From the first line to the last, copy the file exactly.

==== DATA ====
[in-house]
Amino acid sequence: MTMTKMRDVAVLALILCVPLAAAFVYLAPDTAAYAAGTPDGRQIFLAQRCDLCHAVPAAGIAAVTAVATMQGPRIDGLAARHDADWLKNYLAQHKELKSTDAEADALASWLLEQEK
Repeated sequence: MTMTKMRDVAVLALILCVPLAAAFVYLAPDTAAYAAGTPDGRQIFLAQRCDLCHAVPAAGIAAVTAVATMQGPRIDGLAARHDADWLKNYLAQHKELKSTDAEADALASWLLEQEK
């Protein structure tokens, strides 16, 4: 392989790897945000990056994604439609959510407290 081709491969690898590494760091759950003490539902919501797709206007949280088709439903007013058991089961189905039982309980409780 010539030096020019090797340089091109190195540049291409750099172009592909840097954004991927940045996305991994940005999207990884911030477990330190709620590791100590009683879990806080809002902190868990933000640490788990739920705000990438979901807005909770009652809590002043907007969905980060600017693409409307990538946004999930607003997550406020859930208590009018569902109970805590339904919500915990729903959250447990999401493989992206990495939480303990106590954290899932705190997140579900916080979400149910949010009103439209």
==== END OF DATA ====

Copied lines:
[in-house]
Amino acid sequence: MTMTKMRDVAVLALILCVPLAAAFVYLAPDTAAYAAGTPDGRQIFLAQRCDLCHAVPAAGIAAVTAVATMQGPRIDGLAARHDADWLKNYLAQHKELKSTDAEADALASWLLEQEK
Repeated sequence: MTMTKMRDVAVLALILCVPLAAAFVYLAPDTAAYAAGTPDGRQIFLAQRCDLCHAVPAAGIAAVTAVATMQGPRIDGLAARHDADWLKNYLAQHKELKSTDAEADALASWLLEQEK
């Protein structure tokens, strides 16, 4: 392989790897945000990056994604439609959510407290 081709491969690898590494760091759950003490539902919501797709206007949280088709439903007013058991089961189905039982309980409780 010539030096020019090797340089091109190195540049291409750099172009592909840097954004991927940045996305991994940005999207990884911030477990330190709620590791100590009683879990806080809002902190868990933000640490788990739920705000990438979901807005909770009652809590002043907007969905980060600017693409409307990538946004999930607003997550406020859930208590009018569902109970805590339904919500915990729903959250447990999401493989992206990495939480303990106590954290899932705190997140579900916080979400149910949010009103439209």